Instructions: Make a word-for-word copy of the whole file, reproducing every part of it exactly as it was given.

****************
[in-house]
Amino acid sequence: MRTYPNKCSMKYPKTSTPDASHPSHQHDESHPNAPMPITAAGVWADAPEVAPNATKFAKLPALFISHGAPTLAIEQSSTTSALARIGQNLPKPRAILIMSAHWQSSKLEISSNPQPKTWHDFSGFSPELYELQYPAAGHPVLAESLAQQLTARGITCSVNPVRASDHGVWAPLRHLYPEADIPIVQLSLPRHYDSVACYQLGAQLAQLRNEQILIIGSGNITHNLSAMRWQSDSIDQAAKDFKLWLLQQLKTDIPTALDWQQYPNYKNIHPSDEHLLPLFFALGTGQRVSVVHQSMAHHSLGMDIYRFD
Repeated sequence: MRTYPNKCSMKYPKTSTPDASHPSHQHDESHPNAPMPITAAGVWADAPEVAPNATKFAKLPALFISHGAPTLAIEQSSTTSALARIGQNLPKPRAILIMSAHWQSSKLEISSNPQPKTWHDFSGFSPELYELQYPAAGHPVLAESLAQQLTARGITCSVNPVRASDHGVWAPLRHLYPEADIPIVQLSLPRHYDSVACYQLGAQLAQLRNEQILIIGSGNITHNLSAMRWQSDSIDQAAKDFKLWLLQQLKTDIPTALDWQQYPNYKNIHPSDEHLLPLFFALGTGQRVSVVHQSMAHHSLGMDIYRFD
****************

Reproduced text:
[in-house]
Amino acid sequence: MRTYPNKCSMKYPKTSTPDASHPSHQHDESHPNAPMPITAAGVWADAPEVAPNATKFAKLPALFISHGAPTLAIEQSSTTSALARIGQNLPKPRAILIMSAHWQSSKLEISSNPQPKTWHDFSGFSPELYELQYPAAGHPVLAESLAQQLTARGITCSVNPVRASDHGVWAPLRHLYPEADIPIVQLSLPRHYDSVACYQLGAQLAQLRNEQILIIGSGNITHNLSAMRWQSDSIDQAAKDFKLWLLQQLKTDIPTALDWQQYPNYKNIHPSDEHLLPLFFALGTGQRVSVVHQSMAHHSLGMDIYRFD
Repeated sequence: MRTYPNKCSMKYPKTSTPDASHPSHQHDESHPNAPMPITAAGVWADAPEVAPNATKFAKLPALFISHGAPTLAIEQSSTTSALARIGQNLPKPRAILIMSAHWQSSKLEISSNPQPKTWHDFSGFSPELYELQYPAAGHPVLAESLAQQLTARGITCSVNPVRASDHGVWAPLRHLYPEADIPIVQLSLPRHYDSVACYQLGAQLAQLRNEQILIIGSGNITHNLSAMRWQSDSIDQAAKDFKLWLLQQLKTDIPTALDWQQYPNYKNIHPSDEHLLPLFFALGTGQRVSVVHQSMAHHSLGMDIYRFD